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An independent Scrutiny Commission could take over the constitutionally valuable roles that the House of Lords presently performs, and at lower cost – whether we move to create an elected second chamber; or reform the unacceptable features of the current House of Lords; or just scrap a second chamber altogether

By Dawn Oliver

Abstract

A key responsibility of the current Lords is its scrutiny function, which might not continue in the same way with the Coalition’s draft bill for a wholly or mainly elected upper chamber. Dawn Oliver looks at how the scrutiny role would be affected by the reforms proposed in the Coalition’s draft White Paper. A Scrutiny Commission of experts would provide a better alternative, however we proceed in electing, reforming or getting rid of the upper chambe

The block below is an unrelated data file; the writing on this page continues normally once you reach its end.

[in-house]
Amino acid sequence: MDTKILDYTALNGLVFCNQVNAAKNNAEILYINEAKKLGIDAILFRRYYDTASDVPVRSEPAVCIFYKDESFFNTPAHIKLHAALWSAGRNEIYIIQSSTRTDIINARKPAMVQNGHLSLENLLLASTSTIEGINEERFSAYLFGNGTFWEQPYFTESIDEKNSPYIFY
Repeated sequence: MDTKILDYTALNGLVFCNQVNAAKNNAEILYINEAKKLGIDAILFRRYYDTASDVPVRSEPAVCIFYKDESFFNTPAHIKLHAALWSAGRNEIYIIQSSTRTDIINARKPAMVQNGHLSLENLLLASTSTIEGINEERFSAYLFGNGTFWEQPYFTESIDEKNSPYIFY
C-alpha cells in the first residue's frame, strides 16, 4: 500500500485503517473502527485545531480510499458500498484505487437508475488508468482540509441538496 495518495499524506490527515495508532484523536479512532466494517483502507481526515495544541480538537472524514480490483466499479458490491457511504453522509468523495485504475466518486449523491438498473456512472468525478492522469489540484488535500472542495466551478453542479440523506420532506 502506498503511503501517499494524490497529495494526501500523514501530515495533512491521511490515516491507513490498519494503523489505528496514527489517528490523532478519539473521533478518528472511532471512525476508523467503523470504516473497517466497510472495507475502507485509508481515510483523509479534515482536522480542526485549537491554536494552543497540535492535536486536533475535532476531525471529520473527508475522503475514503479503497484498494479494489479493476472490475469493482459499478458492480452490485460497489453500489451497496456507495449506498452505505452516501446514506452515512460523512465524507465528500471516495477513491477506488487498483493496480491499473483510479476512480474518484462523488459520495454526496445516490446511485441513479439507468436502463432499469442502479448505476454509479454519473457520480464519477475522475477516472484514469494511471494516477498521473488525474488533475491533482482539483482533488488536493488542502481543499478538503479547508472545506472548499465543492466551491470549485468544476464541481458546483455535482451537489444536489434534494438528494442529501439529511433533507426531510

Topics: JA Political science (General), JN101 Great Britain
Publisher: Blog post from London School of Economics & Political Science
Year: 2011
OAI identifier: oai:eprints.lse.ac.uk:38028
Provided by: LSE Research Online

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